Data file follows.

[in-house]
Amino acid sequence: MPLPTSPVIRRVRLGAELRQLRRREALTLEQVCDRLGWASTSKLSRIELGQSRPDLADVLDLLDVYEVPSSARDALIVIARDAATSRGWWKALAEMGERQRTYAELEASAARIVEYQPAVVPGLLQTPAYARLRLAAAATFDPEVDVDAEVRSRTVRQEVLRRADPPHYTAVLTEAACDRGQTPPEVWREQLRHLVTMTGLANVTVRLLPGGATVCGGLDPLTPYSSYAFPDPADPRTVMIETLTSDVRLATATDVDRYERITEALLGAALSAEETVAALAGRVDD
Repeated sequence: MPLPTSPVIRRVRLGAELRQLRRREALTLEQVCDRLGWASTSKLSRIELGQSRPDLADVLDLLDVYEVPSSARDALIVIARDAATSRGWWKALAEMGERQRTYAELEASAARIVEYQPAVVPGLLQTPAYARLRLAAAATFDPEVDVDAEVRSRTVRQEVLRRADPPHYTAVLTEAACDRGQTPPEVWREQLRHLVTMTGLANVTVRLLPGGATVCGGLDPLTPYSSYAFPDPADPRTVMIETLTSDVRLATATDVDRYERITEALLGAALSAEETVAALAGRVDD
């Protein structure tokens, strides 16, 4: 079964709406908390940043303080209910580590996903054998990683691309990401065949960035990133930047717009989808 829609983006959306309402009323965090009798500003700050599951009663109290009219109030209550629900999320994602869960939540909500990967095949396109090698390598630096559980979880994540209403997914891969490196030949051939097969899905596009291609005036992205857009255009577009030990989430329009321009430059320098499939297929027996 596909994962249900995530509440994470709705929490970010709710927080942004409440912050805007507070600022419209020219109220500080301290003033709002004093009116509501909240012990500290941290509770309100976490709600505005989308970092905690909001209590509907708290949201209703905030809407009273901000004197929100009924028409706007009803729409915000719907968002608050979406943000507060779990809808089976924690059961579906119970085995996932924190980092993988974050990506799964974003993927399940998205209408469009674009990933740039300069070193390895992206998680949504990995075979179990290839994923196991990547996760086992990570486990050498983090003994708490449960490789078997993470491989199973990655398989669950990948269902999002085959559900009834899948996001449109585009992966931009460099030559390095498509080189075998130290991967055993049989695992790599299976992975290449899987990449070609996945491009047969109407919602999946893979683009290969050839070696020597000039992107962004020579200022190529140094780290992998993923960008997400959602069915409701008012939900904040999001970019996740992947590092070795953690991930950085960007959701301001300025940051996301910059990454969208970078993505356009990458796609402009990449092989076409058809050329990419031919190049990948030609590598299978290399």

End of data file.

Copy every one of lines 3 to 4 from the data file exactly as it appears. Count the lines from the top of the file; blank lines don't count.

Repeated sequence: MPLPTSPVIRRVRLGAELRQLRRREALTLEQVCDRLGWASTSKLSRIELGQSRPDLADVLDLLDVYEVPSSARDALIVIARDAATSRGWWKALAEMGERQRTYAELEASAARIVEYQPAVVPGLLQTPAYARLRLAAAATFDPEVDVDAEVRSRTVRQEVLRRADPPHYTAVLTEAACDRGQTPPEVWREQLRHLVTMTGLANVTVRLLPGGATVCGGLDPLTPYSSYAFPDPADPRTVMIETLTSDVRLATATDVDRYERITEALLGAALSAEETVAALAGRVDD
């Protein structure tokens, strides 16, 4: 079964709406908390940043303080209910580590996903054998990683691309990401065949960035990133930047717009989808 829609983006959306309402009323965090009798500003700050599951009663109290009219109030209550629900999320994602869960939540909500990967095949396109090698390598630096559980979880994540209403997914891969490196030949051939097969899905596009291609005036992205857009255009577009030990989430329009321009430059320098499939297929027996 596909994962249900995530509440994470709705929490970010709710927080942004409440912050805007507070600022419209020219109220500080301290003033709002004093009116509501909240012990500290941290509770309100976490709600505005989308970092905690909001209590509907708290949201209703905030809407009273901000004197929100009924028409706007009803729409915000719907968002608050979406943000507060779990809808089976924690059961579906119970085995996932924190980092993988974050990506799964974003993927399940998205209408469009674009990933740039300069070193390895992206998680949504990995075979179990290839994923196991990547996760086992990570486990050498983090003994708490449960490789078997993470491989199973990655398989669950990948269902999002085959559900009834899948996001449109585009992966931009460099030559390095498509080189075998130290991967055993049989695992790599299976992975290449899987990449070609996945491009047969109407919602999946893979683009290969050839070696020597000039992107962004020579200022190529140094780290992998993923960008997400959602069915409701008012939900904040999001970019996740992947590092070795953690991930950085960007959701301001300025940051996301910059990454969208970078993505356009990458796609402009990449092989076409058809050329990419031919190049990948030609590598299978290399």